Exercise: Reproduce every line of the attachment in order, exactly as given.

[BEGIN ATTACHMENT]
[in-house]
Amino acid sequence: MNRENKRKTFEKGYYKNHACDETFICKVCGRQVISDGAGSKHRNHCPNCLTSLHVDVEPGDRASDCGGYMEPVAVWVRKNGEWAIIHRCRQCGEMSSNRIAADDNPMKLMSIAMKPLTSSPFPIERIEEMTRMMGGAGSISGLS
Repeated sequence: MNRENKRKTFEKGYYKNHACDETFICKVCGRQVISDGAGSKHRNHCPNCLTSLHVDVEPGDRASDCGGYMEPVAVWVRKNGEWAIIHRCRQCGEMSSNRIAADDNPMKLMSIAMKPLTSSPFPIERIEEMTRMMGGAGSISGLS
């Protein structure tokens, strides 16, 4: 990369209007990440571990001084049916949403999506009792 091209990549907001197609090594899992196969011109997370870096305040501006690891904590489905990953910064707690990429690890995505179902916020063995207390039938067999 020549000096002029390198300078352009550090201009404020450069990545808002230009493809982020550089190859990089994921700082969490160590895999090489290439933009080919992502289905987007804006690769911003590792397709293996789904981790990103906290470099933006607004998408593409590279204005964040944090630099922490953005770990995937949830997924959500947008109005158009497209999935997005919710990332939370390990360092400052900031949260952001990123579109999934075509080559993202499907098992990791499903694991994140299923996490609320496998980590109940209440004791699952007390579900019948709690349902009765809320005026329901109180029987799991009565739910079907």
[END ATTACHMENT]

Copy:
[in-house]
Amino acid sequence: MNRENKRKTFEKGYYKNHACDETFICKVCGRQVISDGAGSKHRNHCPNCLTSLHVDVEPGDRASDCGGYMEPVAVWVRKNGEWAIIHRCRQCGEMSSNRIAADDNPMKLMSIAMKPLTSSPFPIERIEEMTRMMGGAGSISGLS
Repeated sequence: MNRENKRKTFEKGYYKNHACDETFICKVCGRQVISDGAGSKHRNHCPNCLTSLHVDVEPGDRASDCGGYMEPVAVWVRKNGEWAIIHRCRQCGEMSSNRIAADDNPMKLMSIAMKPLTSSPFPIERIEEMTRMMGGAGSISGLS
């Protein structure tokens, strides 16, 4: 990369209007990440571990001084049916949403999506009792 091209990549907001197609090594899992196969011109997370870096305040501006690891904590489905990953910064707690990429690890995505179902916020063995207390039938067999 020549000096002029390198300078352009550090201009404020450069990545808002230009493809982020550089190859990089994921700082969490160590895999090489290439933009080919992502289905987007804006690769911003590792397709293996789904981790990103906290470099933006607004998408593409590279204005964040944090630099922490953005770990995937949830997924959500947008109005158009497209999935997005919710990332939370390990360092400052900031949260952001990123579109999934075509080559993202499907098992990791499903694991994140299923996490609320496998980590109940209440004791699952007390579900019948709690349902009765809320005026329901109180029987799991009565739910079907």